'A very chaotic day' extends to W.Va. runners too
CHARLESTON, W.Va. -- Runners with the Tallman Track Club met Monday evening at the University of Charleston and prayed.
"We had more than usual tonight," said W.K. Munsey, a member of the club. "It's been a very chaotic day."
About four-dozen runners from West Virginia had entered to run in the Boston Marathon, and family and friends spent Monday trying to track them down after two explosions near the marathon's finish line.
Less than an hour after the bombings, which exploded just before 3 p.m., Munsey was trying to find the local runners he knew.
Before 5 p.m., Munsey got the answers he wanted.
"They're all safe," he said, adding that he'd heard Dave McCollam, of Bridgeport, Adam Coon, of Comfort, Richard Boehm, of Scott Depot and Emily Chaney, of Huntington, were all OK.
Boehm's wife Kara, who was a spectator, stood only 100 yards from where both explosions occurred.
"All of a sudden there was a loud boom, and it shook you and everything around you," she said. "There was a huge flame and smoke and then 10 seconds later the second one went off.
"That's when everyone knew something was wrong," she said. "Everyone told me to stay where I was and don't move."
Richard Boehm, who was farther away from the blasts, borrowed a cellphone to get in touch with his wife. They were reunited after a little more than an hour.
"It was just so scary, you were wondering if the building you were standing in front of was going to blow up next," she said.
Forty-six runners from West Virginia entered the race, according to the marathon's website, http://www.baa.org.
Runners from Charleston were Timothy Deer, Robert F. Dundervill III, Kim Christopher and Nathaniel Orders. Munsey said they were not injured.
Orders, 35, had finished running before the explosions and was OK, according to his wife Melissa's Facebook page.
Dundervill, a Charleston ophthalmologist, was walking to his hotel room after finishing the race, according to his wife, Lisa.
"When he heard the explosion, he called me to see if I was near a computer to look up and see what was going on," she said. "I heard it from him so I knew immediately he was OK."
Bradford Deel, of Scott Depot, was also entered to run the marathon. Last year, Deel, a University of Charleston professor, ran 50 miles to celebrate his 50th birthday.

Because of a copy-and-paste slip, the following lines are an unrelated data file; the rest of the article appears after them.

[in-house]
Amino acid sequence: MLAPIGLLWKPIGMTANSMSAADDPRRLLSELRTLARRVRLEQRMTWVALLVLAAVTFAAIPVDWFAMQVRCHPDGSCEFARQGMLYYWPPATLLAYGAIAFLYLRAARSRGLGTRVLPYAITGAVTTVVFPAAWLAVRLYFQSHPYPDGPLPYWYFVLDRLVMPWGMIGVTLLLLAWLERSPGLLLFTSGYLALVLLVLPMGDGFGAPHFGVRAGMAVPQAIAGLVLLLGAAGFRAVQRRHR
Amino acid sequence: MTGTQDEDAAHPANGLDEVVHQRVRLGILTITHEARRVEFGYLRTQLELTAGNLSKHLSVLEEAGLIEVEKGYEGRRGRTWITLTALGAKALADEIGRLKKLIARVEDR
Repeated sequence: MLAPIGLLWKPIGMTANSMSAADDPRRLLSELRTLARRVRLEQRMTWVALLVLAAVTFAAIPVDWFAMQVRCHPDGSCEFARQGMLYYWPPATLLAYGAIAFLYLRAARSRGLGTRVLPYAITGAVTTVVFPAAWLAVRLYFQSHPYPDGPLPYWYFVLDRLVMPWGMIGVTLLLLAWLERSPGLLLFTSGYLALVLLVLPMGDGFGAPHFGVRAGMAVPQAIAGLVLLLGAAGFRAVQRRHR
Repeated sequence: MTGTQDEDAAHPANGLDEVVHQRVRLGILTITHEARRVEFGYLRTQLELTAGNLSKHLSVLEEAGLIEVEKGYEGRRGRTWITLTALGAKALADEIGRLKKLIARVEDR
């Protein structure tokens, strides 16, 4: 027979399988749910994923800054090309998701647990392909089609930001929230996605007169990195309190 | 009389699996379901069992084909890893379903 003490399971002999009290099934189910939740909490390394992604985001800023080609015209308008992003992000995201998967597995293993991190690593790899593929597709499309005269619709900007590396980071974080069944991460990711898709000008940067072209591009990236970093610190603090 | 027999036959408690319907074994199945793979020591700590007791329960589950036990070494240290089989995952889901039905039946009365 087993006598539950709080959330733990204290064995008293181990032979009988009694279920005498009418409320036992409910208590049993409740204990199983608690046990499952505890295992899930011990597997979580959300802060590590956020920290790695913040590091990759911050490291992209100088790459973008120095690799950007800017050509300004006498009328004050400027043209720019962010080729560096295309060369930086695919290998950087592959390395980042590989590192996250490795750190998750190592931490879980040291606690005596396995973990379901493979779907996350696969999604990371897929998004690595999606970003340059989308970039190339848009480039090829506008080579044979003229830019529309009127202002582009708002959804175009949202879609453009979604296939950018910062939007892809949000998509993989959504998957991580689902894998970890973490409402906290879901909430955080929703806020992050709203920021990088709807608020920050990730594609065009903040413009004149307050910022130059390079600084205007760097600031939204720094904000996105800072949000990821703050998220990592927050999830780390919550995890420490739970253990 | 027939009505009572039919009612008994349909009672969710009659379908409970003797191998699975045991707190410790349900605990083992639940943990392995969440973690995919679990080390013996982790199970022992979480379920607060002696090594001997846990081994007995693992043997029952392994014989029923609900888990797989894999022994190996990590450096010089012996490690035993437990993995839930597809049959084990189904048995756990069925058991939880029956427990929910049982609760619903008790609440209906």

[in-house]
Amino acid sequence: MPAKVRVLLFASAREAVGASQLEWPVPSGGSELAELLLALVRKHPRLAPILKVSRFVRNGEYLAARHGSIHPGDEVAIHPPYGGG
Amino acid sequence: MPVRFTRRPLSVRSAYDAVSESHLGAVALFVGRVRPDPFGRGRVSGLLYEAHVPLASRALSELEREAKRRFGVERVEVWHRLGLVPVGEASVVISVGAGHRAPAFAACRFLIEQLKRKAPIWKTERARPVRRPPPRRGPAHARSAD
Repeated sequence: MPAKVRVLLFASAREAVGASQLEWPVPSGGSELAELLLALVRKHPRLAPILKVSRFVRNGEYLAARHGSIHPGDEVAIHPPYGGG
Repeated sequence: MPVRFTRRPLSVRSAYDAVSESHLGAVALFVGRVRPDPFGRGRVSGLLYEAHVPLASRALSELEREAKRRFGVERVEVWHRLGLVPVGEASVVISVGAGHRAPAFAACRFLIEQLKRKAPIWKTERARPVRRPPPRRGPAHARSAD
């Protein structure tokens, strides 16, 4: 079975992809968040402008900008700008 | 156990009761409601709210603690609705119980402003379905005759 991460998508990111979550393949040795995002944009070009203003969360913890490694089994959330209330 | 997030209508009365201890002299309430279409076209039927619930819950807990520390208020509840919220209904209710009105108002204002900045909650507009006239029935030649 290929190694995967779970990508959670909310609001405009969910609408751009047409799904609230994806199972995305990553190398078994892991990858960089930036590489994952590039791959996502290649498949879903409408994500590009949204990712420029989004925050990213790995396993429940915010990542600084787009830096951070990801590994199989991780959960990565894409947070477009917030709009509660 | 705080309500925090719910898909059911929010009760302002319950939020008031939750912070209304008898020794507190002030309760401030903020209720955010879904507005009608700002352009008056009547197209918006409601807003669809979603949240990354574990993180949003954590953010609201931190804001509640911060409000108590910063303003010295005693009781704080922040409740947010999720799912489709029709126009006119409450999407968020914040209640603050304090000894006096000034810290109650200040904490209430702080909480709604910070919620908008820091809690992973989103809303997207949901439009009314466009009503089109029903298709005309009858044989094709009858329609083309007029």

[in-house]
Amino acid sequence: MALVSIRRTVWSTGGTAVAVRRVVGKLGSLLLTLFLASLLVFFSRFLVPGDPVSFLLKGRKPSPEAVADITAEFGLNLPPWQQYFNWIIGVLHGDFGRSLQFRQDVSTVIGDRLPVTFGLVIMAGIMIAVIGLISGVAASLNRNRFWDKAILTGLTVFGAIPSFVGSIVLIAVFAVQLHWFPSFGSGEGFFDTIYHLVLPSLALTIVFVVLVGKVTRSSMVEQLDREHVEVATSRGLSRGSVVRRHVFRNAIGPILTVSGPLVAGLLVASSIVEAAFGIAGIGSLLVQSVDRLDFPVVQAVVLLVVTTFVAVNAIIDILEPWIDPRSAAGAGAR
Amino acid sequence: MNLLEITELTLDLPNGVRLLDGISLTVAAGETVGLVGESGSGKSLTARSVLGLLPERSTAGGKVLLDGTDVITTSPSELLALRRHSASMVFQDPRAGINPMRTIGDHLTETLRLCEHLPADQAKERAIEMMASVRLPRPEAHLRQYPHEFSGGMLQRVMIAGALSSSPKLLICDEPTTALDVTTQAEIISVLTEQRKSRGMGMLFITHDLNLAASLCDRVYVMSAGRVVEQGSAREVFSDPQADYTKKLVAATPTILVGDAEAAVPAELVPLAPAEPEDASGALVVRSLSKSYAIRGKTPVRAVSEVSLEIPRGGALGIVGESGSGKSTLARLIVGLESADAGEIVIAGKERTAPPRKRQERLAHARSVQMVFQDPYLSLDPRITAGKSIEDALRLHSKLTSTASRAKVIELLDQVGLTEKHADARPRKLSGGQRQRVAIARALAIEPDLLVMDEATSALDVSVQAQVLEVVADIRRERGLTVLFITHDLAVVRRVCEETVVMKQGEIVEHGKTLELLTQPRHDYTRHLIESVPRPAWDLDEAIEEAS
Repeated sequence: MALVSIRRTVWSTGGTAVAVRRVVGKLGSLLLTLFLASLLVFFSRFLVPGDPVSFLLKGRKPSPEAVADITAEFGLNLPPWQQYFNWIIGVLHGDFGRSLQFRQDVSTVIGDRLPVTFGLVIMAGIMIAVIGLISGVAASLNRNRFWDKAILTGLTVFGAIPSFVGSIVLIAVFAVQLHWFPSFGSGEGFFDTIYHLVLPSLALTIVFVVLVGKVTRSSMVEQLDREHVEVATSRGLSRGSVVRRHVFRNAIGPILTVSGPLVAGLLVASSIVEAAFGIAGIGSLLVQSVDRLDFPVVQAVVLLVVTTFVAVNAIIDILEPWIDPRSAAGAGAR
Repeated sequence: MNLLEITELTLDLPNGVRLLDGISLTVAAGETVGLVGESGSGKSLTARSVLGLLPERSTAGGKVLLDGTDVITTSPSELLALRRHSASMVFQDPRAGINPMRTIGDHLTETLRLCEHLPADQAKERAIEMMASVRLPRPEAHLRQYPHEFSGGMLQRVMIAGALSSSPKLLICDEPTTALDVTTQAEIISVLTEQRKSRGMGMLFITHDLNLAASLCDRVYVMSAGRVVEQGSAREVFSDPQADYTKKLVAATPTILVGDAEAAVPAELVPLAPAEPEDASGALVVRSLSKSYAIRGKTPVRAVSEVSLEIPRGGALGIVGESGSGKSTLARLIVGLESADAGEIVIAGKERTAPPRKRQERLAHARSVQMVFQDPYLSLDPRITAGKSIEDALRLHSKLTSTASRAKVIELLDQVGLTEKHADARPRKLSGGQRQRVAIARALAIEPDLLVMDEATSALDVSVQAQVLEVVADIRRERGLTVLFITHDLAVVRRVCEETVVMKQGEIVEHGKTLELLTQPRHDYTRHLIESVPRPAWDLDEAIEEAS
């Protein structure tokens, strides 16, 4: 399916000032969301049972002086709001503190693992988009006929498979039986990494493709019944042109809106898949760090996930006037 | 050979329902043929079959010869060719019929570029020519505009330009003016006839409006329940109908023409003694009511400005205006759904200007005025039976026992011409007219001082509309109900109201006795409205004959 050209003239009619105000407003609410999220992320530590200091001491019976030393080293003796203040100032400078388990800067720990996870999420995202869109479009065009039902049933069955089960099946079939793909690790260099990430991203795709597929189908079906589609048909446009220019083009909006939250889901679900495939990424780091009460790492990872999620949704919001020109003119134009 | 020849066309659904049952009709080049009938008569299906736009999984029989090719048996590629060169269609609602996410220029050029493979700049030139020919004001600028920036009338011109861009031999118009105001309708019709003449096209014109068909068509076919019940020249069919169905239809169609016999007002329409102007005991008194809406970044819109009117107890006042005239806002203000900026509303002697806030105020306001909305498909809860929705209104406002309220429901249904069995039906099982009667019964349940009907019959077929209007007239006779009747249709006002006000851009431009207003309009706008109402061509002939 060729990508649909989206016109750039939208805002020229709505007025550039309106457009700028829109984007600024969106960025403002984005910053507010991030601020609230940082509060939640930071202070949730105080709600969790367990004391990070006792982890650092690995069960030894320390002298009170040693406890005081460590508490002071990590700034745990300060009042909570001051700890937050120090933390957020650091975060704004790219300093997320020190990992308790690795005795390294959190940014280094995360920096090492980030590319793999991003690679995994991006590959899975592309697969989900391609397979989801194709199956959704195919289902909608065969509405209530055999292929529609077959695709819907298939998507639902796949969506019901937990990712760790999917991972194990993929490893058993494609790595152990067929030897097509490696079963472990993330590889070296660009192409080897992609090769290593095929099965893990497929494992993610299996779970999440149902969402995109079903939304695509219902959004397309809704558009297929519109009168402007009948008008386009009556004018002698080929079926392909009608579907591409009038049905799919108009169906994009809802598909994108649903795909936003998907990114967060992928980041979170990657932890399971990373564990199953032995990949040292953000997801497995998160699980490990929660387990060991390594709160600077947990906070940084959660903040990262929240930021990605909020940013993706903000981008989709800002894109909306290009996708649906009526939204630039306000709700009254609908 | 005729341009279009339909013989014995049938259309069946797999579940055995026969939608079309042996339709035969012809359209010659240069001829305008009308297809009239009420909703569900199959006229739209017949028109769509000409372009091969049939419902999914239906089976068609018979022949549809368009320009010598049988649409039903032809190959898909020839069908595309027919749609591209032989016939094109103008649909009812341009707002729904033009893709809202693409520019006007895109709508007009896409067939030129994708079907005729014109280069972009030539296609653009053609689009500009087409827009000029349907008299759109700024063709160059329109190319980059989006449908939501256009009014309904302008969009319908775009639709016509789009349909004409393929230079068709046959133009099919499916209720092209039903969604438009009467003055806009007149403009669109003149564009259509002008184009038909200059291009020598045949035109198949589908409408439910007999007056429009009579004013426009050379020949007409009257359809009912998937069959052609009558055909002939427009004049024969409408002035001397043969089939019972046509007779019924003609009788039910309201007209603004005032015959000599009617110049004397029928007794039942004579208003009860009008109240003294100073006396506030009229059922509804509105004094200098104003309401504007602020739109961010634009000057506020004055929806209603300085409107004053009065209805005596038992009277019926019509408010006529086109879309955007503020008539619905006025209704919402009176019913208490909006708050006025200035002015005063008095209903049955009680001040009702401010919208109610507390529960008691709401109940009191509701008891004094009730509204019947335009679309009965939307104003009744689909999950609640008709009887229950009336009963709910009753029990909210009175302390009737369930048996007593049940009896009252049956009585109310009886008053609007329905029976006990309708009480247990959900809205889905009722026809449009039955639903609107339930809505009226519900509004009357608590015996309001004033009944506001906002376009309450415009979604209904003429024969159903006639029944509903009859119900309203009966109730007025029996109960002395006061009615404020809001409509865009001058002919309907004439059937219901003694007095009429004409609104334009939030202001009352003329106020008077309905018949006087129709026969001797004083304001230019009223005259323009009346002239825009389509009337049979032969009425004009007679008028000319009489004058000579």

"By the time it had happened I was already back at the hotel and cleaned up," Deel said Monday. "Everybody I know that was running the race is fine.
"My wife [Leslie] asked if I was OK. I said, 'I'm fine, a little sore' and then she told me what had happened," he recalled.
Robert M. Steptoe III, 45, of Morgantown, and his father, Robert M. Steptoe Jr., 69, of Clarksburg, both of the law firm Steptoe & Johnson, were registered to participate in the marathon. Members of the law office said they spoke to family members who said they were unharmed.
"They're all OK," a spokesman with Steptoe's Bridgeport office said. The father and son ran in honor of the elder Steptoe's wife, who died a couple years ago, the spokesman said.
Teresa DeLong, 65, of New Cumberland, the mother of Joe DeLong, director of the state Regional Jail Authority, was a runner in the marathon. She and other family members who were in Boston for the race are fine, a woman close to the family said Monday evening.
Deel said he was shocked about what happened, especially after seeing the amount of security on the streets of Boston.
"They had more cops working that race than we have in the state of West Virginia," he said. "The race is so well-run and so well-organized."
Beckley native Cody Dean, a junior at Harvard University, said he was about 1,000 feet from the finish line during one explosion.
"I didn't hear a blast, I felt a shaking -- something in the distance," he said after he was back in Cambridge, Mass. "Then I saw  to 300 police and emergency medical folks running."
Dean talked about the narrow streets of Boston and how "everything is very compact."
"Since the sidewalks have been redone everything is really close to the road. ... The marathon was stopped as far back as it could [after the explosions]. People were running anywhere they could.
"No one knew what was going on," Dean said. "There were helicopters and everyone was crying."
Gov. Earl Ray Tomblin issued a statement Monday evening regarding the explosion.
"Our thoughts and prayers are with those affected by today's tragic events in Boston. We are monitoring information through the West Virginia Intelligence Fusion Center. No specific threats to West Virginia have been identified at this time."
Reach Kate White at firstname.lastname@example.org or 304-348-1723.